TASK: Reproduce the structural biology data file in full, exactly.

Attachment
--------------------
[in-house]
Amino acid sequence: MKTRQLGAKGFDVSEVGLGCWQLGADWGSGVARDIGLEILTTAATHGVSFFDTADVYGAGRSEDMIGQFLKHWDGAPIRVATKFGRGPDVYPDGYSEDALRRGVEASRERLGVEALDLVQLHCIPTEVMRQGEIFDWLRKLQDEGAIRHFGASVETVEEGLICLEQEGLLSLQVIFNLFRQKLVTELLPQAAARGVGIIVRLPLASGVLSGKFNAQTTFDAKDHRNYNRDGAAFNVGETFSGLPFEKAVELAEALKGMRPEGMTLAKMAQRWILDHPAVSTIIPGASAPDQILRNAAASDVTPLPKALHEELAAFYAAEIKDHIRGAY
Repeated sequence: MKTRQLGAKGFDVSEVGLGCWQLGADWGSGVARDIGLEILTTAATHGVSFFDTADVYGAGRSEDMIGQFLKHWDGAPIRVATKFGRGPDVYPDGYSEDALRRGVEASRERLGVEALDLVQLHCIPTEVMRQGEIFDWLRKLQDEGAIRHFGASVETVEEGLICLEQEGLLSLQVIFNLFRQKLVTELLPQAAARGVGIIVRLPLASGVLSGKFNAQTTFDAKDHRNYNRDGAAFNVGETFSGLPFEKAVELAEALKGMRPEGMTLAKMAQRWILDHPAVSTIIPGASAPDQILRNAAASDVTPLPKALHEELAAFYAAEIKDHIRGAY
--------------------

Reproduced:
[in-house]
Amino acid sequence: MKTRQLGAKGFDVSEVGLGCWQLGADWGSGVARDIGLEILTTAATHGVSFFDTADVYGAGRSEDMIGQFLKHWDGAPIRVATKFGRGPDVYPDGYSEDALRRGVEASRERLGVEALDLVQLHCIPTEVMRQGEIFDWLRKLQDEGAIRHFGASVETVEEGLICLEQEGLLSLQVIFNLFRQKLVTELLPQAAARGVGIIVRLPLASGVLSGKFNAQTTFDAKDHRNYNRDGAAFNVGETFSGLPFEKAVELAEALKGMRPEGMTLAKMAQRWILDHPAVSTIIPGASAPDQILRNAAASDVTPLPKALHEELAAFYAAEIKDHIRGAY
Repeated sequence: MKTRQLGAKGFDVSEVGLGCWQLGADWGSGVARDIGLEILTTAATHGVSFFDTADVYGAGRSEDMIGQFLKHWDGAPIRVATKFGRGPDVYPDGYSEDALRRGVEASRERLGVEALDLVQLHCIPTEVMRQGEIFDWLRKLQDEGAIRHFGASVETVEEGLICLEQEGLLSLQVIFNLFRQKLVTELLPQAAARGVGIIVRLPLASGVLSGKFNAQTTFDAKDHRNYNRDGAAFNVGETFSGLPFEKAVELAEALKGMRPEGMTLAKMAQRWILDHPAVSTIIPGASAPDQILRNAAASDVTPLPKALHEELAAFYAAEIKDHIRGAY